ArenaNet takes a big gamble with a sequel to their mega-hit MMO Guild Wars.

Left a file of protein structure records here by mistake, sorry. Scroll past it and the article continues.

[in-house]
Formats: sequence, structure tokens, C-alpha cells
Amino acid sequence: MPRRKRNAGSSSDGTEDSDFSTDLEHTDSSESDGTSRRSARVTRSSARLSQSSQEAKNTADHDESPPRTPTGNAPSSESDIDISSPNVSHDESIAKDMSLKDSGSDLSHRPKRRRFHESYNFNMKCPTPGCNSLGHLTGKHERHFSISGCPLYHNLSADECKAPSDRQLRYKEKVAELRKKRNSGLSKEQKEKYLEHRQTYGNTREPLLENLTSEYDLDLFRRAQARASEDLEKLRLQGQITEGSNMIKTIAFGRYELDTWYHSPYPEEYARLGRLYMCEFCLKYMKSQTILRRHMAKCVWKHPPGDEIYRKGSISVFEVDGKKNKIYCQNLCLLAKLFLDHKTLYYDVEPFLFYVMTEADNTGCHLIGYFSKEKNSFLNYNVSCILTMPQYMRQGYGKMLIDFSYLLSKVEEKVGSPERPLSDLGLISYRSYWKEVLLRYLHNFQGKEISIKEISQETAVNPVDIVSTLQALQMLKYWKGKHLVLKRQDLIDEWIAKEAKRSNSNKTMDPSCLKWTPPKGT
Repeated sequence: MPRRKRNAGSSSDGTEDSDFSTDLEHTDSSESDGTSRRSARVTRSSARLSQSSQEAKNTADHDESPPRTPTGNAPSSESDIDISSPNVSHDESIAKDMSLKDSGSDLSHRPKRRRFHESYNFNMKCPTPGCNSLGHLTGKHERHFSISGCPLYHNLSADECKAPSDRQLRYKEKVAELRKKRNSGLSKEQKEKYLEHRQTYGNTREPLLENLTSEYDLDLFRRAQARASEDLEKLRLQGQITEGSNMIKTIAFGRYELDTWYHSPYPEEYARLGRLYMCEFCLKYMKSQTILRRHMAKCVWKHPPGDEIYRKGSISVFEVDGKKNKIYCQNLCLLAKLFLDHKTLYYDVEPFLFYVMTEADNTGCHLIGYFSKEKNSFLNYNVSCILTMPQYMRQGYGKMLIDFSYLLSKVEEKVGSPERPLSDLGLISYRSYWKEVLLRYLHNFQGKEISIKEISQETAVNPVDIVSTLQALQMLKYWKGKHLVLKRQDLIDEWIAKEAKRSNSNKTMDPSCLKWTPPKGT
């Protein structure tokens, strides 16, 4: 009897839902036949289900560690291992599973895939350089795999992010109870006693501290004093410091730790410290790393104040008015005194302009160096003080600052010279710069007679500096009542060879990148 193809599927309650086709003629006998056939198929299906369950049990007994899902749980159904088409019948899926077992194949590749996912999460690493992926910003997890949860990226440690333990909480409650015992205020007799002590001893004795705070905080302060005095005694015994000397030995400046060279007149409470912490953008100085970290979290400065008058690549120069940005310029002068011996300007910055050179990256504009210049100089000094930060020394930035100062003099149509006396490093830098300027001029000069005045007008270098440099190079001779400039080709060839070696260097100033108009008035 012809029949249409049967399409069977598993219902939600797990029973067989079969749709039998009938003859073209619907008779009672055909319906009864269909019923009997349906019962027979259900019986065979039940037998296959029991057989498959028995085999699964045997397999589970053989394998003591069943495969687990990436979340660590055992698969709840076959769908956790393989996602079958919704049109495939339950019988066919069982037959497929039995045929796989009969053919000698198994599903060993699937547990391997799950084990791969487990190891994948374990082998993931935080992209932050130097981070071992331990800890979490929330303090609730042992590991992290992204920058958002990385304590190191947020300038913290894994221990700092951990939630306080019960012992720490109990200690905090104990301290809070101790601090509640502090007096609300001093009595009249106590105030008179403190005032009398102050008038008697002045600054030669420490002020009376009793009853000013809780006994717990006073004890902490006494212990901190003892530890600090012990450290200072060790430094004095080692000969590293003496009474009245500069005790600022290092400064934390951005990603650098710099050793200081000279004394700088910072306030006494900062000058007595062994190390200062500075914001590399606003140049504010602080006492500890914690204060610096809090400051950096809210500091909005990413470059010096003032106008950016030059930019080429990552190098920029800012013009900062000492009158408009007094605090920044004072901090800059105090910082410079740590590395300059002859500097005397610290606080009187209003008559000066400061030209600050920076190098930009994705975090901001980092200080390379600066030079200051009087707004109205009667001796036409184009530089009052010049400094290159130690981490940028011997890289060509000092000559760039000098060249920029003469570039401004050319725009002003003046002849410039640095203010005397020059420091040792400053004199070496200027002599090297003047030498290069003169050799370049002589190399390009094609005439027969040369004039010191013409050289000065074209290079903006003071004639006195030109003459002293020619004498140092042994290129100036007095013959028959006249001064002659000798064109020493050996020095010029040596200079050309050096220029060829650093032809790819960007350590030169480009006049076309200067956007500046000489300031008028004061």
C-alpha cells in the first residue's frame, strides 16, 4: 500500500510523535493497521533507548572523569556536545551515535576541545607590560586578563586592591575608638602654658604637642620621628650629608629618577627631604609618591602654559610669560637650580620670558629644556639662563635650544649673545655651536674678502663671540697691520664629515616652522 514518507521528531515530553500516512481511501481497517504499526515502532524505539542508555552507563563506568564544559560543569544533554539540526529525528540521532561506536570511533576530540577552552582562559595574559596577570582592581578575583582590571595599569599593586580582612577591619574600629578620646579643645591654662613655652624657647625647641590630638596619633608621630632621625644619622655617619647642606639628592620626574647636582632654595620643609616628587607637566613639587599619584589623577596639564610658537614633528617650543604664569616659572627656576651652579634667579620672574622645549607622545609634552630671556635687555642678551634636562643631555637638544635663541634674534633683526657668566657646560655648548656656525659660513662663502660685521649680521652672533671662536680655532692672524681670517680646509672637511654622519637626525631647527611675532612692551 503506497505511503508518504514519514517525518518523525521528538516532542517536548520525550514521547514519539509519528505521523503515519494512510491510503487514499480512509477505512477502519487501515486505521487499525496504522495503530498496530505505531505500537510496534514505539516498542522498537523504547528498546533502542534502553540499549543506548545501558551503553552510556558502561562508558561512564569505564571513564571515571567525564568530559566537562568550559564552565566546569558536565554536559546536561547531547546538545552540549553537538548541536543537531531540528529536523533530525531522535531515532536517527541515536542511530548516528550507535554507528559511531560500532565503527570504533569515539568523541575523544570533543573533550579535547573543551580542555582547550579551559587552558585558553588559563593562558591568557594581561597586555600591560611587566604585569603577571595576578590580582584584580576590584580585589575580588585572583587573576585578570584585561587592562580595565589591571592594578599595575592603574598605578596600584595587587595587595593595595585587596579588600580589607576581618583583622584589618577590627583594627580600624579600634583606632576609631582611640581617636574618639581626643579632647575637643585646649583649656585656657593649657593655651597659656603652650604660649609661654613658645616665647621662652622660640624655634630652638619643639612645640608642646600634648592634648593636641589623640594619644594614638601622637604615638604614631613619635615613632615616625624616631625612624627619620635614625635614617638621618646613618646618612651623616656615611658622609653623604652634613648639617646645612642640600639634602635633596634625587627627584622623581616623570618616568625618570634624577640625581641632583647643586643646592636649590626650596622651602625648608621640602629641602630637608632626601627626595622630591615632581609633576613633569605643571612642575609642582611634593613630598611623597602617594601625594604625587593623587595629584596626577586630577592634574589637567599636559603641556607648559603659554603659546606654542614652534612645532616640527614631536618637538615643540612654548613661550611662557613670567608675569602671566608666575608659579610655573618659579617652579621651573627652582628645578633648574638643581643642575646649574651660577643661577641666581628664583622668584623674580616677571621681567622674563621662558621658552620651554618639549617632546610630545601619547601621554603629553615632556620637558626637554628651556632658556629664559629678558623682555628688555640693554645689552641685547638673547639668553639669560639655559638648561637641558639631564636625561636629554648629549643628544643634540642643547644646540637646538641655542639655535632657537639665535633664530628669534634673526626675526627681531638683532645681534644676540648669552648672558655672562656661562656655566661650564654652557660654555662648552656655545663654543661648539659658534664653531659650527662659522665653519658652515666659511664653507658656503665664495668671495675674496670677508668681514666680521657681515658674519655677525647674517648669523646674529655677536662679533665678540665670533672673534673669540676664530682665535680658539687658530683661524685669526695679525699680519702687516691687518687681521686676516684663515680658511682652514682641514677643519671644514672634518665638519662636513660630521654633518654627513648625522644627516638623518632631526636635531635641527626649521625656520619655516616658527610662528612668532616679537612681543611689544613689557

Guild Wars 2I recently spent some time on the phone with ArenaNet co-founder Jeff Strain and a number of the Guild Wars development crew. After talking to them, I've come to realize that they're crazy. Or they might be geniuses. Or maybe both. How else do you explain the decision by a developer to just abandon a successful MMO? Guild Wars launched in April 2005 amidst a flurry of critical praise and PvP fan huzzahs. The unusual MMO experience had no monthly fee to play. Players simply bought the game and could play as much as they wanted for as long as they wanted. The company would make its money with a series of stand-alone content additions that would be released every six months or so. This resulted in the highly successful Factions and Nightfall campaigns. Then ArenaNet dropped a bombshell. The next campaign in the series was being cancelled in favor of Eye of the North, the game's first true expansion pack. Even bigger news than that was that Eye of the North would be the last product for the original Guild Wars. Instead of new campaigns, there would instead be a full-blown sequel called Guild Wars 2. I wondered why, when most MMOs are designed to run for years and years (if not in perpetuity), ArenaNet would mess with something that was clearly working? This conversation would be my chance to find out. "We're All Very Educated About Guild Wars." "We're not really excited by the idea of changing something that people are attached to." The voice coming through the speaker is that of Mike O'Brian, one of the co-founders of ArenaNet. "But we're learning all the time about the ways that people play MMOs. We learn from the successes and failures or competitive products, of course, but mostly we've learned a lot about the way people play Guild Wars. After two years of working and supporting the product, we're all very educated about Guild Wars and we have a pretty good idea of what the ultimate Guild Wars experience should be." According to O'Brian, the genesis for Guild Wars 2 came about during the planning stages for the next Guild Wars campaign. "Guild Wars is a really unique game," O'Brian said. "In looking at the design, we got a lot of things right. The problem was that after two years we also saw a lot of ways in which the core gameplay could be improved. These weren't things that could be addressed by adding new layers on top of the original game, though. They involved going in and making upgrades and improvements to the fundamental gameplay systems. In the end we made the decision that in order to truly make the ultimate version of Guild Wars we were going to have to make Guild Wars 2." Jeff Strain jumped in to continue O'Brian's thought and give some concrete examples of changes between the original game and Guild Wars 2. "It's always difficult in an operating MMO to go in and change fundamental gameplay systems because you tend to be carried forward by your own momentum." He mentions that other MMOs have tried to do this with disastrous results and while he doesn't mention any single game by name, I'm reminded of the Star Wars: Galaxies and its nightmarish New Game Experience. "Part of it is just that we found that layering complexities on top of existing gameplay systems kept existing players happy at the expense of bringing new players into the game. When the tutorial levels keep getting bigger and more complicated, there needs to be some reassessment of what you're doing." Jeff's first concrete example of the perils of overcomplicating things was the concept of leveling. "The level cap in Guild Wars is 20," he said. "We set it deliberately low to let players know that the game is not all about leveling but about player skill. By the time players hit the level cap, they'll actually only be about halfway through the story and they need to look for other ways to improve their character. What we found was that while players understood and appreciated that, at the end of the day, they still want to level their character. They want an unambiguous tangible marker that displays their progress in the game. We want to give them that, but every system in the game is built around a level 20 character. Raising the cap in the current game breaks every piece of content we have." The new game will have a much higher level cap - and the team is actually playing around with the idea of having no cap at all. Missing Out On Social Opportunities One of the major new additions to Guild Wars 2 is persistent world areas. The original game was entirely instanced which, according to the ArenaNet team, did wonders for their ability to tell a story (there's a major event in the middle of the original game that completely alters the world forever). "What you lose in an entirely instanced game is a lot of social opportunities," Mike O'Brian said. "There's a lot to be said for running into the same people over and over again. If you run with a pick-up group and you never meet them again, it can make a completely instanced game a very lonely experience." While Guild Wars 2 will contain a lot of instanced mission content, it will also sport a lot of shared landscape and will also be divided up into different servers filled with smaller groups of people in the manner of traditional MMOs. Strain is quick to emphasize that that doesn't mean that players will be ghettoized into their own unique shards. "We're doing this to create more of a neighborhood feeling," Strain said. "But we also want people to be able to switch worlds easily and also interact with players from other worlds." In order to do this, the team is introducing a big addition to the game's lauded PvP systems called "World PvP." Into the Mists "Guild Wars had two kinds of play -- RPG and PvP," Strain said. The much-lauded Guild Wars PvP system was designed to completely skill-based, not (as in many other MMOs) dependent on equipment found in the PvE section of the world. In fact, players who only want to participate in the PvP aspects of the game can eschew leveling altogether and jump straight into a level 20 PvP character and do nothing but guild battles for their entire Guild Wars experience. They've been notably successful at implementing this, as the many positive reviews of the game's PvP aspect have attested. The issue for the team was that as the game evolved, the PvP and RPG aspects of the game have started to diverge. "We're very proud of our PvP system." Strain said. "We've had plenty of tournaments, world championships and other big Guild Wars events. That's our high-end PvP experience and we certainly don't plan on abandoning that. We want to enhance that aspect of the game in Guild Wars 2." According to the team, the problem with high-end PvP is the learning curve. With so many skilled players, there's no way in Guild Wars to gently introduce players to the concept of PvP. Newbies can be brutalized by the experience of letting teammates down as they develop the skills to be competitive in PvP. "World PvP is the solution for that problem." Strain said. "It acts as a bridge between the RPG world and the high-end PvP world." World PvP takes place in something called "The Mists." This is the nether region that exists between different world shards. In it, different worlds will be set against each other on a large battlefield that has a variety of objectives to attain. Large crews can attempt to seize gigantic castles while smaller group can work on protecting supply chains that feed giant catapults or capturing guard towers or defending important choke points. They key element, according to Strain is that nobody can be a detriment in World PvP. "There's no reason not to go out there because anything you do helps." Strain said. "Everyone reaps the benefits of your efforts while really good players or guilds can be recognized." "World PvP also teaches players core competencies that allow them to get involved in the high-end PvP if they wish," Strain said One of the key goals of the design team is to create a world where players don't have to spec out different PvP and RPG characters. They want players to be able to smoothly transition between one and the other. "There may be different player skills involved in a tournament match, but they should be able to use the same character they just used to capture a castle in the Mists." Eye of the North Guild Wars 2 takes place roughly 250 years after the end of Eye of the North, Guild Wars's first and last official expansion pack. "The general theme is one where humanity, dominant in Guild Wars, is besieged on all sides and they're worried that their day is coming to an end." The speaker is Eric Flannum, the design lead for Guild Wars 2. "The Charr in Ascalon have all but taken over and a whole bunch of non-human races that we'll be introducing in Eye of the North have finally reached an equal footing with humanity. That allows us to set up a four way competitive dynamic but we're also introducing a fifth faction, a common enemy that threatens the whole world." According to Flannum, one of the team's design goals is to structure the world differently. Rather than the very linear world of Guild Wars which was designed to tell a very big story, Guild Wars 2. will instead be persistent where the player will uncover pieces of the great story in what they're calling "story bubbles." The team likes to compare it to the Dungeons & Dragons Forgotten Realms setting where players can participate in multiple story arcs rather than just one large one. "Eye of the North provides a direct bridge to Guild Wars 2," O'Brian said. "We want everyone to eventually move on to Guild Wars 2." In order to do this, one of the major element introduced in Eye of the North will be the Hall of Monuments. This museum will allow players to store many of the great armor, weapons and achievements they've accumulated in tfhe first Guild Wars and transfer them to the new game. The Hall of Monuments will still exist 250 years after the end of the first game and the player's new character will be considered a descendent of their original. As such they're entitled to some of the older stuff that will be displayed in cases inside the hall. Players won't be able to bring everything with them. Some of the old skills and weapons won't make the transfer to the new game, but the team wants players who've invested so much time into the original game to not have to lose that when they start the new game. The Old World That, of course opens up the question of what happens to the first Guild Wars when the new game launches. "Nothing," Strain said. "If people want to continue playing Guild Wars 1 they can. We're going to continue to support it and there's no 'cut-off' date when we're going to shut off the lights. In the end, though, we expect everyone will migrate to the new game." And the business model? "The same," Strain said. "No monthly fee and we'll be bringing out new content for purchase on a regular basis." He wouldn't elaborate further on exactly how that worked save to say that it probably wouldn't be the same 'Campaign' system they used for the original game. "ArenaNet is the Guild Wars company," Strain concluded. "We've got about 100 people here focused on nothing but what's best for Guild Wars. The new campaigns were great, but in the end, that wasn't what our players wanted. They wanted a deeper experience that we just weren't going to be able to provide for them in the original. Thus Guild Wars 2." And what about the future? "Well, we're not saying anything, but assuming everything goes well, there's no reason for the franchise to end with Guild Wars 2." Strain said. Back to Top